The look of love (is in your eyes)



The reader of nice perceptions (I owe the ghost of Herman Melville around one milion dollars in copyright for the excessive use of this phrase that he uses in “Bartleby the Scrivener”, but the fact is that I just adore it) should have realised already, given the amount of posts produced in work hours, that I have not a very intellectually fulfilling or demanding work. I just have a work who doesn’t satisfy me intellectually at all, but that provides me the liberty to produce these pippe mentali mental ramblings together with many other things that have little to do with office work. The curious fact is that thanks to my work I have realised what I would have liked to do for a living, that is, writing, but, at the same time, is highly improbable that I would ever have known that I “can” write shouldn’t I have this work. I know, you have lost yourselves. It’s the classic example of dog eating his tail.

This morning, while doing the daily work that implies the use of about three neurons combined, I’ve watched again the end of North & South. As no one is listening now, I can say that I’ve wept twice watching this: the first time I’ve seen it and today. And I can assure you that I’ve watched the above scene many and many times.

The key is the look. The absolute look of love that Richard Armitage gives his partner, Daniela Denby-Ashe. I add the tag “Great to be Alive” to this post, because one of the great things of being alive is having the chance to receive a look like that. I have been thinking about love lately, and the fact that if it is better to be a late or an early bloomer. I was not a late bloomer myself (I’ve received the first look of real love at about eighteen, which is definitely not late even if not quite early) but I think that late bloomers appreciate the looks of love more, as have “lived” more and they have earned that look more. They have lived years maybe feeling themselves unappropriate, or weird, thinking: ‘was that slightly plesant feeling all?‘ or ‘Is there something amiss in me that I’m the only one not to have felt like that?‘. When you are in the middle of a look of love, the rest of the world disappears, you feel that kind of connection that goes beyond that precise moment or even that precise person. The problem with those unique glances of love in long-term relationships is that they don’t last forever; they evolve, become something else but from a certain point on are not as heartmelting as they were once.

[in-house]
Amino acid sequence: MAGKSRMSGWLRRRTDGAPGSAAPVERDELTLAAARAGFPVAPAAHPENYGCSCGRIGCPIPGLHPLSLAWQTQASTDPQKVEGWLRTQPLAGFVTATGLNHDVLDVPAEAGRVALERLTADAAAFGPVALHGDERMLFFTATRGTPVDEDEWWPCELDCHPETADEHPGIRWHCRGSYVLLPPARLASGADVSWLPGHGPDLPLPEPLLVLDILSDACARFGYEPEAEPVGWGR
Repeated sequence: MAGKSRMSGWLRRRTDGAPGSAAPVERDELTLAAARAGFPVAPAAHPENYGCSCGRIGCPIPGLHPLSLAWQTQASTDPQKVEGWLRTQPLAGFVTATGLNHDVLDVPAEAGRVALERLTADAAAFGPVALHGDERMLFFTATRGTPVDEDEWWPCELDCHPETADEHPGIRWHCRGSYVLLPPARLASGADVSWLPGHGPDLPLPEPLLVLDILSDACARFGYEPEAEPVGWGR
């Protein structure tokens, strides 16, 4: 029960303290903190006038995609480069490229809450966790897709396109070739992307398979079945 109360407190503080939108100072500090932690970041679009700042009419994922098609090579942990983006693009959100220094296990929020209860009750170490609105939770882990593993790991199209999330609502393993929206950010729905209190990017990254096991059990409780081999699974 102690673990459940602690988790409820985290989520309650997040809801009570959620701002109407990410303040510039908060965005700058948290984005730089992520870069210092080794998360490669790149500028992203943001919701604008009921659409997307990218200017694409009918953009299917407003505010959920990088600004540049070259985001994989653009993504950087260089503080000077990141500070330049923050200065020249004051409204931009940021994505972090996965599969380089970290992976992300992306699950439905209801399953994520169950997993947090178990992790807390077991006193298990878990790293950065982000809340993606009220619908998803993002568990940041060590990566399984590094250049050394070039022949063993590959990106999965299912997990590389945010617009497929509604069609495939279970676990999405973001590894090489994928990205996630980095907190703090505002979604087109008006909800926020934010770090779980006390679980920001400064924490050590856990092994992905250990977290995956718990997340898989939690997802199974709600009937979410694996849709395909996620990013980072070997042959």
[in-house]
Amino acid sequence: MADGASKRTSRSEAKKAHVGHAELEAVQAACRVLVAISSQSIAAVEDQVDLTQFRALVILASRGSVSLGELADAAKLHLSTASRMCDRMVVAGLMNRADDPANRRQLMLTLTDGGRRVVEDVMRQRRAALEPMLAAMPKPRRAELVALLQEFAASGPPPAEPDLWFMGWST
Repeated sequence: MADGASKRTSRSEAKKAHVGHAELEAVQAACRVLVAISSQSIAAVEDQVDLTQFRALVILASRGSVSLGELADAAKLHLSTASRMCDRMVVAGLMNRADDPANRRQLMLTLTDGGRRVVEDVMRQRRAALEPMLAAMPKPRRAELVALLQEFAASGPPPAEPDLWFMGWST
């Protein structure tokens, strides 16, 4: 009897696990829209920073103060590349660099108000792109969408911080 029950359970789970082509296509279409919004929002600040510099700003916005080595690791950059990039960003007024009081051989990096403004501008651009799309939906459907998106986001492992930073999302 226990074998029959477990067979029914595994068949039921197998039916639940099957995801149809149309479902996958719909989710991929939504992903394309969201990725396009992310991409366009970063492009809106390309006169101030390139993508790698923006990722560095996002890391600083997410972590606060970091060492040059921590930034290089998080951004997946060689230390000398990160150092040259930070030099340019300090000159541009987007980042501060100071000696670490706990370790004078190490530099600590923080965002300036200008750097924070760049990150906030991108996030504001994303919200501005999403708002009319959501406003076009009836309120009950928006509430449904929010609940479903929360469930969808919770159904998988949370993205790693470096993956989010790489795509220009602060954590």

I’ve spent a good half an hour at home trying to find my copy of Nick Hornby’s “High Fidelity” to find a quote but who knows where the book is; I’m quite sure that in a few days I will find it in the third row of one of the libraries looking me mockingly. At the end of the novel Rob, the protagonist, reasons about what is the problem with the relationship with his girlfriend Laura, and arrives to the conclusion that the problem is that there will never be more “first times” with her: no more first appointments, first kisses. This is how I feel about the looks of love; I still send and receive them, but they are no longer as the ones that have made me cry this morning. They are no worst, but are different. I miss those first looks of love but I can always watch again the end of “North and South” to remember how they are like.

This is my favourite version of “The Look of Love”, Diana Krall’s